A village trustee is vacating his seat on the Oak Park board, just over a year after taking the position.
Trustee Ernest Moore, who has taken a job just north of Dallas, will step down from his position in Oak Park next week after attending his final board meeting Monday. Moore joined the board last June, taking over for Martha Brock.
Moore did not attend this Monday’s village board meeting. President David Pope made the announcement.
“Ernest has been a very valuable addition to our board and has provided some real insight regarding many issues that have come before us,” Pope said in an interview after the meeting. “It will be a real loss to our board and our board’s deliberations. But at the same time, I completely understand and respect his decision and his need to step down at this time.”
Reached by phone Tuesday morning in Texas, Moore said he decided to leave the board about two months ago, when he started looking at taking a job out of the state. He took a position June 1 as professor and chair in the department of speech and hearing sciences at the University of North Texas.
At the same time, he left a professorial position at Northwestern University.
“I learned a great deal and have a great amount of respect for all of [the board],” Moore said from Denton, Texas. “I certainly have a lot of respect for David and how he runs the board.”
Pope said he will search for a candidate to cover the last nine months of Moore’s term. He asked the board and asks anyone in the village for input to fill the vacancy. Pope said he’d like to find someone by the time the board starts working on the 2009 budget after its August recess.
Race and background are two important factors in picking a successor, Pope said. He nominated Moore in part for his experience with housing issues and his time on Oak Park Residence Corporation’s board of directors.
“We face a variety of challenges and decisions as a community and I will look to identify a potential trustee who will be well-equipped to contribute meaningfully to the board’s consideration of these issues and challenges,” Pope said.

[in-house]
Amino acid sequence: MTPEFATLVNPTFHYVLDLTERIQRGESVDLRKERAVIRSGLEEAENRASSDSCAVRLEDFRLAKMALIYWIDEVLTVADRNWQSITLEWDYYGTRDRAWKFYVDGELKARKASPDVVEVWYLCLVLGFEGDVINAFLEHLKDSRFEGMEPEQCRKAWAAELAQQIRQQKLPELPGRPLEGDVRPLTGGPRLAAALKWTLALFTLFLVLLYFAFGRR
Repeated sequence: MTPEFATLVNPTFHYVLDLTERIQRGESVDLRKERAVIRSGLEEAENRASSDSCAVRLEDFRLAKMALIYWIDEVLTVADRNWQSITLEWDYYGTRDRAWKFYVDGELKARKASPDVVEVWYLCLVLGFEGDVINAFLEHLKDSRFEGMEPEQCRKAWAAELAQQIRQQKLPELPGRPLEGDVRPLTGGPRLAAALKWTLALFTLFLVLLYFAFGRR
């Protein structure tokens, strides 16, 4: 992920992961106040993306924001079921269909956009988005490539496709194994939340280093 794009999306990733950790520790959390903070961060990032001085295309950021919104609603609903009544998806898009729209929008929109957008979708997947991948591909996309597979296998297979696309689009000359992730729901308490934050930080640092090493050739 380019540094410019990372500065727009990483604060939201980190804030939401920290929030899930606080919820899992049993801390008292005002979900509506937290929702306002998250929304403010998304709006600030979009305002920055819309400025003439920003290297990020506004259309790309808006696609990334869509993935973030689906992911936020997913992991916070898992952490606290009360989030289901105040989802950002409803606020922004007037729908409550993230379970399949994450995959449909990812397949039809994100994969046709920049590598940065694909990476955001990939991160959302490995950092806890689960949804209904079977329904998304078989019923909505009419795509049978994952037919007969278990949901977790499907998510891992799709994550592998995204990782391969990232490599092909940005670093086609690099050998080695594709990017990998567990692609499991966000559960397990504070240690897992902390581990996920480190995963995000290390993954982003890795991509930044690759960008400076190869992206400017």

Moore echoed the need for diversity on Oak Park’s board, which is now all white.
“I think, for the diversity of the community, there should be some attention paid or attempt made to elect another African-American,” he said. “I think it offers a balance that is not there.”
Moore, a 12-year Oak Park resident, plans to work in Texas during the week and return to his home here on the weekends. His wife of 19 years and 16-year-old daughter will stay in the village and visit him in Texas. His daughter is at OPRF and plans to attend Michigan State, where he taught for 23 years.
He grew up in Memphis, holds a doctorate, is a retired lieutenant colonel in the U.S. Air Force Reserve and served with APPLE and the VMA selection committee.
He plans to devote his extra time to research projects, such as in the area of cell biology.
Moore has a few regrets from his year on the board. He wishes he could have done more to tackle the village’s unfunded pensions, stop the housing crisis and find a way to retire the village’s debt.
“Borrowing dollars to finance projects was not my cup of tea,” he said.
However, he’s happy with steps the board took in the past year to reduce spending and possibly end this year in the black.